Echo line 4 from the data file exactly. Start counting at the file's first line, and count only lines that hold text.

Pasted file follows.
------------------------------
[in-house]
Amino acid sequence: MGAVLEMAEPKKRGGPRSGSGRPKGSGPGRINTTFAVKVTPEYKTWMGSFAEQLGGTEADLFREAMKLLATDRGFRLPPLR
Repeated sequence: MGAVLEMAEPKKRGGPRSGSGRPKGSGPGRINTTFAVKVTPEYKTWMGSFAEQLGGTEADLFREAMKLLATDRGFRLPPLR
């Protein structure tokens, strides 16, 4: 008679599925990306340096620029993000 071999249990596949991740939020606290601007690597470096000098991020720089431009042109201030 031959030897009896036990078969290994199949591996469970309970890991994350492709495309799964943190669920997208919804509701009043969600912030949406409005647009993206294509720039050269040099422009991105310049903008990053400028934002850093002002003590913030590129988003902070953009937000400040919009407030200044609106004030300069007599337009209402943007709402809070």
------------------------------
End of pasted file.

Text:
């Protein structure tokens, strides 16, 4: 008679599925990306340096620029993000 071999249990596949991740939020606290601007690597470096000098991020720089431009042109201030 031959030897009896036990078969290994199949591996469970309970890991994350492709495309799964943190669920997208919804509701009043969600912030949406409005647009993206294509720039050269040099422009991105310049903008990053400028934002850093002002003590913030590129988003902070953009937000400040919009407030200044609106004030300069007599337009209402943007709402809070």